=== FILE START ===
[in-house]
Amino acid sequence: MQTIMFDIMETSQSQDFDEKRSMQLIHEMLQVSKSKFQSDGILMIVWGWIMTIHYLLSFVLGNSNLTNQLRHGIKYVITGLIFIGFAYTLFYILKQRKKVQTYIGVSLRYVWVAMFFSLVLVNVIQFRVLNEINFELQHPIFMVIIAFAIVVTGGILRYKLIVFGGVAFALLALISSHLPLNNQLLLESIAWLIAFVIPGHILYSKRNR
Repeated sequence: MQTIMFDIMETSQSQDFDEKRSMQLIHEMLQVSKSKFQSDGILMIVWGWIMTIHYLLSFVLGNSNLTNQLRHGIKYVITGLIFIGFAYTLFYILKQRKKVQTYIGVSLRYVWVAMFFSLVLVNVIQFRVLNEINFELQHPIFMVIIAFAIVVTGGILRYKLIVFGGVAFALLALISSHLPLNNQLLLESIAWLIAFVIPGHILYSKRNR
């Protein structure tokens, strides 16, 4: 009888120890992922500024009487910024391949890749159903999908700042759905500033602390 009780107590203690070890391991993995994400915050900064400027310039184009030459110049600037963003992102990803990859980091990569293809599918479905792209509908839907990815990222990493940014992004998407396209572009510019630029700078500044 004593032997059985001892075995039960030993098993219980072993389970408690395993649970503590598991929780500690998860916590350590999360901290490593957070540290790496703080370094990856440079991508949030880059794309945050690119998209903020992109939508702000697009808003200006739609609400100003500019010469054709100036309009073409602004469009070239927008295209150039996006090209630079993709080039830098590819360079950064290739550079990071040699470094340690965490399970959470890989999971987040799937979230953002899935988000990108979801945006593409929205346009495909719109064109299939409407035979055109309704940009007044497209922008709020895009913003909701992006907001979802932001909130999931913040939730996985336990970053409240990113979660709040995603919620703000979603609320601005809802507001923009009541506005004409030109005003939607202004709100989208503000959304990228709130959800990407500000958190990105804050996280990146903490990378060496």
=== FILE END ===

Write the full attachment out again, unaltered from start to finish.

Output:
[in-house]
Amino acid sequence: MQTIMFDIMETSQSQDFDEKRSMQLIHEMLQVSKSKFQSDGILMIVWGWIMTIHYLLSFVLGNSNLTNQLRHGIKYVITGLIFIGFAYTLFYILKQRKKVQTYIGVSLRYVWVAMFFSLVLVNVIQFRVLNEINFELQHPIFMVIIAFAIVVTGGILRYKLIVFGGVAFALLALISSHLPLNNQLLLESIAWLIAFVIPGHILYSKRNR
Repeated sequence: MQTIMFDIMETSQSQDFDEKRSMQLIHEMLQVSKSKFQSDGILMIVWGWIMTIHYLLSFVLGNSNLTNQLRHGIKYVITGLIFIGFAYTLFYILKQRKKVQTYIGVSLRYVWVAMFFSLVLVNVIQFRVLNEINFELQHPIFMVIIAFAIVVTGGILRYKLIVFGGVAFALLALISSHLPLNNQLLLESIAWLIAFVIPGHILYSKRNR
């Protein structure tokens, strides 16, 4: 009888120890992922500024009487910024391949890749159903999908700042759905500033602390 009780107590203690070890391991993995994400915050900064400027310039184009030459110049600037963003992102990803990859980091990569293809599918479905792209509908839907990815990222990493940014992004998407396209572009510019630029700078500044 004593032997059985001892075995039960030993098993219980072993389970408690395993649970503590598991929780500690998860916590350590999360901290490593957070540290790496703080370094990856440079991508949030880059794309945050690119998209903020992109939508702000697009808003200006739609609400100003500019010469054709100036309009073409602004469009070239927008295209150039996006090209630079993709080039830098590819360079950064290739550079990071040699470094340690965490399970959470890989999971987040799937979230953002899935988000990108979801945006593409929205346009495909719109064109299939409407035979055109309704940009007044497209922008709020895009913003909701992006907001979802932001909130999931913040939730996985336990970053409240990113979660709040995603919620703000979603609320601005809802507001923009009541506005004409030109005003939607202004709100989208503000959304990228709130959800990407500000958190990105804050996280990146903490990378060496």